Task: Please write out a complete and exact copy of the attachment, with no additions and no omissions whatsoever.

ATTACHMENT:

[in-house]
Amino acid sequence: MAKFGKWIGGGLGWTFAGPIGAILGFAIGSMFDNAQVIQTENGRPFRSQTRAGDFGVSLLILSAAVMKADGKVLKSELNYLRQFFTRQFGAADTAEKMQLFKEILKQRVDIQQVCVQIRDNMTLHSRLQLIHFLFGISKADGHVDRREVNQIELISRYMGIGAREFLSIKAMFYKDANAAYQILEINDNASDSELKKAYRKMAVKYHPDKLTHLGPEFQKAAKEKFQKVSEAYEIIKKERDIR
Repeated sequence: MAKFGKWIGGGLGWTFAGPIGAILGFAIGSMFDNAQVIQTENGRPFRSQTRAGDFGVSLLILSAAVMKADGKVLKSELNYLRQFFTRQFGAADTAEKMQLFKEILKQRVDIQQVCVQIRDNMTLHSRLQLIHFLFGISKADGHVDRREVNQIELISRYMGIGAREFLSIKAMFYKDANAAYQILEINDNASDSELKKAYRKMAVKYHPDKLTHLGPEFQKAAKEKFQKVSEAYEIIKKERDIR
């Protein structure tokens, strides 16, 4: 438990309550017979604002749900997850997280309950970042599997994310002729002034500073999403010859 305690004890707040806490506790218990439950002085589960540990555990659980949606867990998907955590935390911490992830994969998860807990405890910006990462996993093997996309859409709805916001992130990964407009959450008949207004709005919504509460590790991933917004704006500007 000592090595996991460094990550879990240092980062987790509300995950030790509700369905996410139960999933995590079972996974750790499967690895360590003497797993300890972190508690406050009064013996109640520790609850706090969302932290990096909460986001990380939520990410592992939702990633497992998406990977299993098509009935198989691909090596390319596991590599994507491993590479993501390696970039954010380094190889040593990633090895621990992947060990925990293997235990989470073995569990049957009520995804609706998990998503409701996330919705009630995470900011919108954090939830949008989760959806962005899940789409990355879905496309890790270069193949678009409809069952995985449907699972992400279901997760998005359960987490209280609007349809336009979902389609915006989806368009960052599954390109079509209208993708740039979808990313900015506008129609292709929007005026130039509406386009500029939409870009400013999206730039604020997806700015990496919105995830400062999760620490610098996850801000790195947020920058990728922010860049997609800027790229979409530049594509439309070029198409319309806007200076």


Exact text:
[in-house]
Amino acid sequence: MAKFGKWIGGGLGWTFAGPIGAILGFAIGSMFDNAQVIQTENGRPFRSQTRAGDFGVSLLILSAAVMKADGKVLKSELNYLRQFFTRQFGAADTAEKMQLFKEILKQRVDIQQVCVQIRDNMTLHSRLQLIHFLFGISKADGHVDRREVNQIELISRYMGIGAREFLSIKAMFYKDANAAYQILEINDNASDSELKKAYRKMAVKYHPDKLTHLGPEFQKAAKEKFQKVSEAYEIIKKERDIR
Repeated sequence: MAKFGKWIGGGLGWTFAGPIGAILGFAIGSMFDNAQVIQTENGRPFRSQTRAGDFGVSLLILSAAVMKADGKVLKSELNYLRQFFTRQFGAADTAEKMQLFKEILKQRVDIQQVCVQIRDNMTLHSRLQLIHFLFGISKADGHVDRREVNQIELISRYMGIGAREFLSIKAMFYKDANAAYQILEINDNASDSELKKAYRKMAVKYHPDKLTHLGPEFQKAAKEKFQKVSEAYEIIKKERDIR
């Protein structure tokens, strides 16, 4: 438990309550017979604002749900997850997280309950970042599997994310002729002034500073999403010859 305690004890707040806490506790218990439950002085589960540990555990659980949606867990998907955590935390911490992830994969998860807990405890910006990462996993093997996309859409709805916001992130990964407009959450008949207004709005919504509460590790991933917004704006500007 000592090595996991460094990550879990240092980062987790509300995950030790509700369905996410139960999933995590079972996974750790499967690895360590003497797993300890972190508690406050009064013996109640520790609850706090969302932290990096909460986001990380939520990410592992939702990633497992998406990977299993098509009935198989691909090596390319596991590599994507491993590479993501390696970039954010380094190889040593990633090895621990992947060990925990293997235990989470073995569990049957009520995804609706998990998503409701996330919705009630995470900011919108954090939830949008989760959806962005899940789409990355879905496309890790270069193949678009409809069952995985449907699972992400279901997760998005359960987490209280609007349809336009979902389609915006989806368009960052599954390109079509209208993708740039979808990313900015506008129609292709929007005026130039509406386009500029939409870009400013999206730039604020997806700015990496919105995830400062999760620490610098996850801000790195947020920058990728922010860049997609800027790229979409530049594509439309070029198409319309806007200076």